"Oh, nothing much," Nemi replied airily, gesturing
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NaNoWriMo No.3 by sylver-shadow NaNoWriMo No.3 :iconsylver-shadow:sylver-shadow 884 176 NaNoWriMo Calendar by Migratory NaNoWriMo Calendar :iconmigratory:Migratory 602 123 NaNoWriMo 2012 Calendar by Kiriska NaNoWriMo 2012 Calendar :iconkiriska:Kiriska 236 80 The Fairly odd Parents - Timmy, Cosmo, Wanda ... by EduardoGAP The Fairly odd Parents - Timmy, Cosmo, Wanda ... :iconeduardogap:EduardoGAP 102 94
Being a Writer
On Why Being a Writer is Neither Glamorous nor Exciting
If you watch the blogs and various sites around the internet about writing, you've probably seen at least one list that details a few universal truths about writers, but they all pretty much boil down to several actual truths.
All writers write.
All writers procrastinate.
Writers don't actually write, because we spend all our time doing something else.
This probably explains why, in the dark hours of one of the very last days of NaNoWriMo, I'm sitting here writing this, when my NaNo is sitting in another window with a pathetic 31.8k words.
Will I finish by 11:59pm tomorrow? Probably not. Do I care? Not particularly, although I'm sure that there's probably some part of my brain, which has been hardwired in a certain way that will start seriously freaking out sometime around 5:00pm tomorrow night.
Why am I so far behind, you ask? Simple. I told myself that I was not going to do NaNo this year. I haven't written anything since Februa
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Nanowrimo 2012 by PhantastiquePhoenix Nanowrimo 2012 :iconphantastiquephoenix:PhantastiquePhoenix 27 16 2015 NaNoWriMo Calendar by Kiriska 2015 NaNoWriMo Calendar :iconkiriska:Kiriska 52 17 A time to write by Ddriana A time to write :iconddriana:Ddriana 45 32 NaNo Paper: Enter the Drunk by ScarlettArcher NaNo Paper: Enter the Drunk :iconscarlettarcher:ScarlettArcher 41 18 CM - Steel Tip by RedPear CM - Steel Tip :iconredpear:RedPear 234 19 NaNo Paper: Weapon of Caffeine by ScarlettArcher NaNo Paper: Weapon of Caffeine :iconscarlettarcher:ScarlettArcher 58 26 NaNoWriMo Calendar 2010 by Kiriska NaNoWriMo Calendar 2010 :iconkiriska:Kiriska 77 34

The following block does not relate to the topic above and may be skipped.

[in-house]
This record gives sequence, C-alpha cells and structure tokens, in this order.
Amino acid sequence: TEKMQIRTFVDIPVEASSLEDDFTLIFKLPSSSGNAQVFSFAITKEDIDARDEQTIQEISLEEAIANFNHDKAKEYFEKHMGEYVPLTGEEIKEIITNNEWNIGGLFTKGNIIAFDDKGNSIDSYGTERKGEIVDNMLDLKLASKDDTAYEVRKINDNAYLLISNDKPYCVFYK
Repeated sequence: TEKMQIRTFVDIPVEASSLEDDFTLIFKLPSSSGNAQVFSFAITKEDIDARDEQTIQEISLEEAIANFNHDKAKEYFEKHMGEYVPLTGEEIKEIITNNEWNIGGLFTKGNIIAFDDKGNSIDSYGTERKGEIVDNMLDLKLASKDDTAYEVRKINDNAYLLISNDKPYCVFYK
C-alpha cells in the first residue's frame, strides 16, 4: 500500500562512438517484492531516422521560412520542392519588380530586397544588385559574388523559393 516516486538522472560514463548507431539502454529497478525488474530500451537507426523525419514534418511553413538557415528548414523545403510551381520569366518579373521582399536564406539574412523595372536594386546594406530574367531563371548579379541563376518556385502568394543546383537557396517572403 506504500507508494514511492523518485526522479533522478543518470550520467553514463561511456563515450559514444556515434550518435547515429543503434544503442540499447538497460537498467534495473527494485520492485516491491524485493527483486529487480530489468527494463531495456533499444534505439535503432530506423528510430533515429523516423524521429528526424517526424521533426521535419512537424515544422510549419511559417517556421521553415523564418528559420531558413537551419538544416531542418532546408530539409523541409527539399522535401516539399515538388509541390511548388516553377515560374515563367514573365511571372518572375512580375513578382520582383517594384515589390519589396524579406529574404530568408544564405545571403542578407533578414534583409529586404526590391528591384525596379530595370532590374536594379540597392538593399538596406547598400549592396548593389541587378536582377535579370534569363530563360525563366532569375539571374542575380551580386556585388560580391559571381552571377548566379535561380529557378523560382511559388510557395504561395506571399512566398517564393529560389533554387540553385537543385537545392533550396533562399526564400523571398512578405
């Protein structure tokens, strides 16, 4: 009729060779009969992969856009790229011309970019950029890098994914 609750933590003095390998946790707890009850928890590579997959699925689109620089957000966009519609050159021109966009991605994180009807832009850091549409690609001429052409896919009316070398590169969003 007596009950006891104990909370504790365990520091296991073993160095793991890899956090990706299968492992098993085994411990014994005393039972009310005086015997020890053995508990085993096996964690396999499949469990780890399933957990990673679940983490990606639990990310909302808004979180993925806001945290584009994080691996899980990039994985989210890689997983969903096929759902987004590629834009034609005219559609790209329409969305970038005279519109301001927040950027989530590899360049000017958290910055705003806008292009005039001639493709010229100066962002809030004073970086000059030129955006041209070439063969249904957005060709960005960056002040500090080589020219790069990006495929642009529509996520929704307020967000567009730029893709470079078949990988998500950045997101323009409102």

Stress-Free NaNoWriMo
Hello you lovely people;
It's almost November and you know what that means: NaNoWriMo! :la:
Yes, it's that month when you, forsaken souls, take on the challenge of writing 50k words and in the process have the irresistible urges of head banging against a wall, smashing a keyboard or two, or calling it quits.
Now hold it right there, before you burn everything to the ground, take a deep breath. Stress, anxiety, meltdowns are rather common with NaNoWriMo, but fear not! We're here with some tips to help you breeze through November and hopefully, reach your goal.
Before November
:bulletred:Plan your month. You don't have to plan all of it, but at least get a grip of what you can and can't do as well as draft up some schedules, timelines, organize your time properly. You're gonna need those minutes :stare:  
:bulletred:Track how you spend your time, see how much time you spend on social media. Approximately, you will need 2-3h of writing per day to get to your goal. So go, what
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Is NaNo Right For Me?
Novel Writing Basics Week
If you're reading this blog, I'm assuming you have a book in you—one that's not already on paper (or, let's be real, a hard drive). So the real question is:
Is NaNoWriMo the best way to make my book's first draft happen?